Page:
More Wealth in Renting Homes

Buying a home may not always be the great investment most people think it is.

Median-income households could generate more than 50% additional net wealth over the next 10 years by renting and investing instead of buying a home, according to “House of Cards,” a study from HelloWallet. The catch is that people have to invest to reap that extra money.

The report brings a new perspective to families’ unique decisions to buy or rent a home by analyzing the historical tax benefits and wealth-building opportunity costs of home ownership. The paper includes two analyses. The first examines historical home-purchase data from the Federal Reserve Board’s 2013 Survey of Consumer Finances and compares how much wealth Americans would have created had they rented a comparable home and invested any savings in a portfolio of stocks and bonds over the time they owned the home.

The second looks at two hypothetical households, one earning $50,000 a year and the other $100,000, living in 20 major cities to examine the effect of state and local tax structures on the buy-versus-rent decision.

The analysis finds there are two things prospective home buyers can do as they weigh all the factors. First, calculate their “rent-to-price” ratio, or the ratio of the annual rental costs of a home compared with its purchase price, to determine whether to buy a home or rent and invest. If the rent-to-price ratio is 5% or less, people may be better off renting and investing any savings. If the rent-to-price ratio is greater than that, they may be better off buying.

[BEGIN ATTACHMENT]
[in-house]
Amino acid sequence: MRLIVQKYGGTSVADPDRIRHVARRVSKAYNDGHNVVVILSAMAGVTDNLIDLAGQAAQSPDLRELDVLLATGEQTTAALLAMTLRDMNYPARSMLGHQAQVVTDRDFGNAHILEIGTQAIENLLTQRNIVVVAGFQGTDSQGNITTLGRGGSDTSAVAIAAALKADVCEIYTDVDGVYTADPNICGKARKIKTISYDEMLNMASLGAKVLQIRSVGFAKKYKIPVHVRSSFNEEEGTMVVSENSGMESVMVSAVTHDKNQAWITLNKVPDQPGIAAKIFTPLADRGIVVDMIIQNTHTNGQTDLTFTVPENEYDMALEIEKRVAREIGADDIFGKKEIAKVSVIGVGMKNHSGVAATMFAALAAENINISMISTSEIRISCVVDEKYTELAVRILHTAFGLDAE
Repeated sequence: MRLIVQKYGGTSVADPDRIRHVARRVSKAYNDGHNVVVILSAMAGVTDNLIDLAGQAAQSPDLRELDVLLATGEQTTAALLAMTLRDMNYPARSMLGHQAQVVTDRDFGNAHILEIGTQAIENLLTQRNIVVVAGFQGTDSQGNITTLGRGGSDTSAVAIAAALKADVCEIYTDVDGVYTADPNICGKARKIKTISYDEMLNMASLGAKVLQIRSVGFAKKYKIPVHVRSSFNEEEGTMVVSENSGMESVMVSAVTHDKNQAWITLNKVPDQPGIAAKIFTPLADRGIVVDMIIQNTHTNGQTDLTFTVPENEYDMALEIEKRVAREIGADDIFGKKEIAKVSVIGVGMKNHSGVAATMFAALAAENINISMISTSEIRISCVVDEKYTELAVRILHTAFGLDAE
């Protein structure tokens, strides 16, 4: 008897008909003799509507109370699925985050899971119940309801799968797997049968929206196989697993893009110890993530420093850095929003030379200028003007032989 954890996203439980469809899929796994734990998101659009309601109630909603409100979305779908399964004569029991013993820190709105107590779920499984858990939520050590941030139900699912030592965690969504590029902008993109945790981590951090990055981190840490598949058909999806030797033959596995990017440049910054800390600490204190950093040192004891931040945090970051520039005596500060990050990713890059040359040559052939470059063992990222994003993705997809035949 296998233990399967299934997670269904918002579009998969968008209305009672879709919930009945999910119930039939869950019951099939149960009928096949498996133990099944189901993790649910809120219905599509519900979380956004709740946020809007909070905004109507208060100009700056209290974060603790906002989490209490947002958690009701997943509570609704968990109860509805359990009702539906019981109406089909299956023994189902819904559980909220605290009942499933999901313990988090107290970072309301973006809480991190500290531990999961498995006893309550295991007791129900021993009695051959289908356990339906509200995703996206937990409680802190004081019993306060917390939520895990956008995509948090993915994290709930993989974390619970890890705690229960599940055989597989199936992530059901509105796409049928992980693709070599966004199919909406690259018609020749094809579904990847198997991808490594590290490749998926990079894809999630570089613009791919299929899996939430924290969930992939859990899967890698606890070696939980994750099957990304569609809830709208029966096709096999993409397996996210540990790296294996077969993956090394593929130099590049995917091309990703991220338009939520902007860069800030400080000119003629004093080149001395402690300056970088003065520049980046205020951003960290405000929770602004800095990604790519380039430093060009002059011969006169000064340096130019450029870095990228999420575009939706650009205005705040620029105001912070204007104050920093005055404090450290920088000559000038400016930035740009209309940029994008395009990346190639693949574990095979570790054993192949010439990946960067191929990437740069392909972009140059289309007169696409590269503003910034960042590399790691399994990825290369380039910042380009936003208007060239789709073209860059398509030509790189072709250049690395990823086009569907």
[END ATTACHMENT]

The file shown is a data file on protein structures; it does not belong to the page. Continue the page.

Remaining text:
Second, beware of online calculators. Many free online “buy-or-rent” calculators inflate the benefits of home buying. The study shows that calculators provide inaccurate guidance to more than 90% of renters who are considering whether to buy a home by overestimating tax benefits and underestimating the returns an individual can earn by investing. One reason: Most renters take the standard deduction on their tax returns instead of itemizing, but the calculators always assume that users will itemize.

Another flaw in the calculators is that most inaccurately assume there are no alternative investments to home buying other than putting the money in a savings account earning low (and risk-free) returns when renters could invest in a wide-variety of other vehicles, including a tax-advantaged individual retirement account (IRA), 529 college savings plan, or a defined contribution plan such as a 401(k).

Among other findings:

  • Median income homeowners realize no federal tax benefit in three out of four major cities;
  • More than half of current homeowners (more than 40 million households) bought homes during periods when average homebuyers would have been better off renting and investing; and
  • Americans should have access to advice that encourages them to consider investing in assets other than housing.